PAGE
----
San Francisco Department of the Environment

Feeling Gassy, SF?

Bloated landfills are a common cause.

Banana peel

The cure? Composting at home. 

When you throw away kitchen food scraps and other compostable items they go into landfills. There, they create tons of harmful methane gas. This adds to the climate crisis.

So don’t trash your food.

Here’s how to compost at home:

  • Purchase a small compost pail for your kitchen that best suits your lifestyle.
  • Or click here to request a FREE pail from Recology. If you have an on-site property manager, you can request a free pail from them. 
  • Toss all food scraps, dirty paper and napkins, wilted flowers and plant cuttings into your new compost pail. Here’s a list of everything that’s compostable. (Never put glass, plastic or metal in the compost pail.)
  • Take it to the green bin and drop it in. That’s it!

 


compost pail

No muck. No yuck.

Keep your kitchen compost tidy and odor-free:

  • Line your pail with compostable bags. Make sure the word “compostable” is on the bag. (Never use a conventional plastic bag as it will contaminate the compost.)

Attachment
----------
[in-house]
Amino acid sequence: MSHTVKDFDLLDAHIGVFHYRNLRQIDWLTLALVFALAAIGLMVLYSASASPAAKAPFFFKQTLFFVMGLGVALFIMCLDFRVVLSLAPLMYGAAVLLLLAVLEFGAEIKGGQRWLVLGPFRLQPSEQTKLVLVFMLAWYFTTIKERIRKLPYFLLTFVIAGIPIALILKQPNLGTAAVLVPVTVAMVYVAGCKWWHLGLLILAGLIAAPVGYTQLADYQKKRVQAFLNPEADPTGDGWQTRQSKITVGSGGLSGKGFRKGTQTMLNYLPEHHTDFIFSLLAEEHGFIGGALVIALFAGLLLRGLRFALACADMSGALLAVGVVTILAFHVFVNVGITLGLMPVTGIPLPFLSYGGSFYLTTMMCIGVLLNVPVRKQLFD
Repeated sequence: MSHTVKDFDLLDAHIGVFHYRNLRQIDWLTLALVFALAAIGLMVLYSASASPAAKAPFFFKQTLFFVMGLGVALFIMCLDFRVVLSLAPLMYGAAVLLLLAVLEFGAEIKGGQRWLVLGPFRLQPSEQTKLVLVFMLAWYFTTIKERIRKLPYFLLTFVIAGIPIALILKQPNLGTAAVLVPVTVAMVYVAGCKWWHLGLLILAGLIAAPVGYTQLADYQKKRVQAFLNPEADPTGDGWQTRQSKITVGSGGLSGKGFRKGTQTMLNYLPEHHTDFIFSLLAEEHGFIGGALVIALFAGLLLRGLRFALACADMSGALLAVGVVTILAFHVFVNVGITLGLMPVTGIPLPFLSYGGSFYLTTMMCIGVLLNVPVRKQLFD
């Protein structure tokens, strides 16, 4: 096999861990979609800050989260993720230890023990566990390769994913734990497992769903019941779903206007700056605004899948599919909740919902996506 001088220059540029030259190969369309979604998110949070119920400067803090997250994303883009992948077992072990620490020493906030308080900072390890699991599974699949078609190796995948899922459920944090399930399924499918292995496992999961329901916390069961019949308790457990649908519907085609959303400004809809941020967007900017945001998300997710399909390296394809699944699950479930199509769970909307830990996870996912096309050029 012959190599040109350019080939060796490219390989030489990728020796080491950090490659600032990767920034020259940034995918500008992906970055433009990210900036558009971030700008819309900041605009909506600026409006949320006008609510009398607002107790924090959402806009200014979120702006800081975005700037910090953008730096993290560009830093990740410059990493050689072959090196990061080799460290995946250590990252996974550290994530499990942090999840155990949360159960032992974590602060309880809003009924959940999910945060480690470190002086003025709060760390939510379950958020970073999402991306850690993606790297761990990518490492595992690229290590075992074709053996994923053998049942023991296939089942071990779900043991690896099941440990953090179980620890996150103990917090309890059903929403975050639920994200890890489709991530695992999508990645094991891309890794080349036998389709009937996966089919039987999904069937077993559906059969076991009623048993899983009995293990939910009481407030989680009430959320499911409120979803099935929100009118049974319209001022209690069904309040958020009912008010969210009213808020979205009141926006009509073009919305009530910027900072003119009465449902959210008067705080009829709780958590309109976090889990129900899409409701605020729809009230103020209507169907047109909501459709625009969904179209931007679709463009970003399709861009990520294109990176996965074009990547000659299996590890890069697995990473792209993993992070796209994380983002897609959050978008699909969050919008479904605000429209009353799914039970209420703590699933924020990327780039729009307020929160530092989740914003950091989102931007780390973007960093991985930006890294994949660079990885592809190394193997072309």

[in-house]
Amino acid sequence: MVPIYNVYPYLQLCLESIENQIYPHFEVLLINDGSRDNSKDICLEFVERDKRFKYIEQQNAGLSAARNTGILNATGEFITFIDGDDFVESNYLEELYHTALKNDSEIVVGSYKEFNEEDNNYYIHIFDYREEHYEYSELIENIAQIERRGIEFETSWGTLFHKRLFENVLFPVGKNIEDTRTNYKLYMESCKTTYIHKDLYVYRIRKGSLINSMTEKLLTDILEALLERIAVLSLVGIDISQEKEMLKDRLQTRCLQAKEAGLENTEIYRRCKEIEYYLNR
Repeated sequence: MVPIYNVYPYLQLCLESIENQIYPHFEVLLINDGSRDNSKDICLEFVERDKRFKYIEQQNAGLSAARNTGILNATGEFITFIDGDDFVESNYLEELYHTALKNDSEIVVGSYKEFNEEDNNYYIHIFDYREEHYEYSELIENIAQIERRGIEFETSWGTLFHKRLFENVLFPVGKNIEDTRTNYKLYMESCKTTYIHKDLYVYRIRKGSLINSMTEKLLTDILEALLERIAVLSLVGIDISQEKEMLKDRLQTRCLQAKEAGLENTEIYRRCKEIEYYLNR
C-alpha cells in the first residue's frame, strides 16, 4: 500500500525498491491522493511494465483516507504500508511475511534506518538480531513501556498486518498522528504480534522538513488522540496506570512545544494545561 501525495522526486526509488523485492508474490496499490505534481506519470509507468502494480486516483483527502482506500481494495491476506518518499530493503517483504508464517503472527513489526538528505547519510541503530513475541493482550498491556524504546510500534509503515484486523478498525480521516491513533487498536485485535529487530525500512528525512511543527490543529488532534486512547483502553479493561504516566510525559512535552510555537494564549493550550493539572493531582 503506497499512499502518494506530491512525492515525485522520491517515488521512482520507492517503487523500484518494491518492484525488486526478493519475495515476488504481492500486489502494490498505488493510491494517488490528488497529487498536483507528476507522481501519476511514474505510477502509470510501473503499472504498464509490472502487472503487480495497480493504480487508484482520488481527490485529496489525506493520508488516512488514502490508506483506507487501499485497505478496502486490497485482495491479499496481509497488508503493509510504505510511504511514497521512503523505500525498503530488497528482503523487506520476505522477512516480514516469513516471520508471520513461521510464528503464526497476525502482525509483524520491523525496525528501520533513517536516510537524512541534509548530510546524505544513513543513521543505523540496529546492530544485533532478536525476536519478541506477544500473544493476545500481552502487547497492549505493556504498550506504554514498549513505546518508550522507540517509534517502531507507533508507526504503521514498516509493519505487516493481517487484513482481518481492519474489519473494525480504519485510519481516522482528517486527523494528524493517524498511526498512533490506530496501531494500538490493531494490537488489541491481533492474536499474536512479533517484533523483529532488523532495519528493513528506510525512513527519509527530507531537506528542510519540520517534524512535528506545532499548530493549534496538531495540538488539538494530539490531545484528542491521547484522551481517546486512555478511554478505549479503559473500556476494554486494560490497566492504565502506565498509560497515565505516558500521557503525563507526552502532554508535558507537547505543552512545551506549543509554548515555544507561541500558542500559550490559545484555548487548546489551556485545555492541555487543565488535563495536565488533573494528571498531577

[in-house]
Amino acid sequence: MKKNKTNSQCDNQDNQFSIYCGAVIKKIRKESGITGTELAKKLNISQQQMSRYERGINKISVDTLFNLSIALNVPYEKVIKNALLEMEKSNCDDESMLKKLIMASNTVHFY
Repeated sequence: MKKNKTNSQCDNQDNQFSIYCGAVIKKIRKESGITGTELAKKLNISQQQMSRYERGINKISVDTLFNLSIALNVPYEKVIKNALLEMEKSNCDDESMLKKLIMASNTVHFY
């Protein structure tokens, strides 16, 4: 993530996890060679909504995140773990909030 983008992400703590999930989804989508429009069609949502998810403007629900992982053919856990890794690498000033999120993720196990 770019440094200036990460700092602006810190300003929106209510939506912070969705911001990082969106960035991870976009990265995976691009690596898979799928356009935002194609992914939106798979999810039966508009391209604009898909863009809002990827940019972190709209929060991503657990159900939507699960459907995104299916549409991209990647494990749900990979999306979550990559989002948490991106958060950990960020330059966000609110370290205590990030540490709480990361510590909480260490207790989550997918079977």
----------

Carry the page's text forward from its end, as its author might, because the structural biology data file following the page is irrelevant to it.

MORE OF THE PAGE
• Make sure your pail has a lid with holes. Air-tight containers lead to smells.
  • Place your compost pail in the freezer until you’re ready to put the contents into the green bin.

 


Nature’s way of recycling

Composting is basically nature’s way of recycling. Just like recycling discarded metal, glass, paper, and plastic gives these materials new life as new products, composting gives new life to organic matter. Compost collected from San Francisco homes is blended with soil to help Bay Area farmers grow nutritious crops and produce—even grapes in wine country.

Farmer applies SF compost to crops; photo by Larry Strong, courtesy Recology

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